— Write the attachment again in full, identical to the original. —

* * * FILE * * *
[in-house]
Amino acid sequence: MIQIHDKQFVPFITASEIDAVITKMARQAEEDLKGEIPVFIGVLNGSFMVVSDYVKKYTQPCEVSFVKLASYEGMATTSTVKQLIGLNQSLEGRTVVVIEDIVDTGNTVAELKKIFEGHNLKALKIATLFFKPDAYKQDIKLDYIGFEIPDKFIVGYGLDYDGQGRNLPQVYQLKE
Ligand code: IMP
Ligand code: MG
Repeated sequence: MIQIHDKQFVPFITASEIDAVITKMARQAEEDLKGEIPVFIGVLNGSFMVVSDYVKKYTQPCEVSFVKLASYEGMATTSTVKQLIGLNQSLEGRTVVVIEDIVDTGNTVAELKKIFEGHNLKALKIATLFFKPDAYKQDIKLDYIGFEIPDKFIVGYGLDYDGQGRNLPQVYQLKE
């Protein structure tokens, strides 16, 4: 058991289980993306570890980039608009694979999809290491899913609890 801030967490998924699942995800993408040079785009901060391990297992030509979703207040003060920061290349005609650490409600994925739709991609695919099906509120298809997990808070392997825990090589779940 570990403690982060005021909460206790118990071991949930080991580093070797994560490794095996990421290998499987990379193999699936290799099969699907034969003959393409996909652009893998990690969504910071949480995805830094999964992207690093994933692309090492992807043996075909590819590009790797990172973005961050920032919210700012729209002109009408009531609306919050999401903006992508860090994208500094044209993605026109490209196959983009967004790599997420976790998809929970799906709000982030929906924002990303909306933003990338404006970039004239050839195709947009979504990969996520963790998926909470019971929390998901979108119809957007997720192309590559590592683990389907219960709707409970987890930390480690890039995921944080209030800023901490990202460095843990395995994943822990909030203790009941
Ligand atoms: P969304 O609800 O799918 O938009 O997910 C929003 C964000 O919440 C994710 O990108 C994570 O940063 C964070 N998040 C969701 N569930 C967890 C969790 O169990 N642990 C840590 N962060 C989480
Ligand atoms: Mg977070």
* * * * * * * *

[in-house]
Amino acid sequence: MIQIHDKQFVPFITASEIDAVITKMARQAEEDLKGEIPVFIGVLNGSFMVVSDYVKKYTQPCEVSFVKLASYEGMATTSTVKQLIGLNQSLEGRTVVVIEDIVDTGNTVAELKKIFEGHNLKALKIATLFFKPDAYKQDIKLDYIGFEIPDKFIVGYGLDYDGQGRNLPQVYQLKE
Ligand code: IMP
Ligand code: MG
Repeated sequence: MIQIHDKQFVPFITASEIDAVITKMARQAEEDLKGEIPVFIGVLNGSFMVVSDYVKKYTQPCEVSFVKLASYEGMATTSTVKQLIGLNQSLEGRTVVVIEDIVDTGNTVAELKKIFEGHNLKALKIATLFFKPDAYKQDIKLDYIGFEIPDKFIVGYGLDYDGQGRNLPQVYQLKE
């Protein structure tokens, strides 16, 4: 058991289980993306570890980039608009694979999809290491899913609890 801030967490998924699942995800993408040079785009901060391990297992030509979703207040003060920061290349005609650490409600994925739709991609695919099906509120298809997990808070392997825990090589779940 570990403690982060005021909460206790118990071991949930080991580093070797994560490794095996990421290998499987990379193999699936290799099969699907034969003959393409996909652009893998990690969504910071949480995805830094999964992207690093994933692309090492992807043996075909590819590009790797990172973005961050920032919210700012729209002109009408009531609306919050999401903006992508860090994208500094044209993605026109490209196959983009967004790599997420976790998809929970799906709000982030929906924002990303909306933003990338404006970039004239050839195709947009979504990969996520963790998926909470019971929390998901979108119809957007997720192309590559590592683990389907219960709707409970987890930390480690890039995921944080209030800023901490990202460095843990395995994943822990909030203790009941
Ligand atoms: P969304 O609800 O799918 O938009 O997910 C929003 C964000 O919440 C994710 O990108 C994570 O940063 C964070 N998040 C969701 N569930 C967890 C969790 O169990 N642990 C840590 N962060 C989480
Ligand atoms: Mg977070």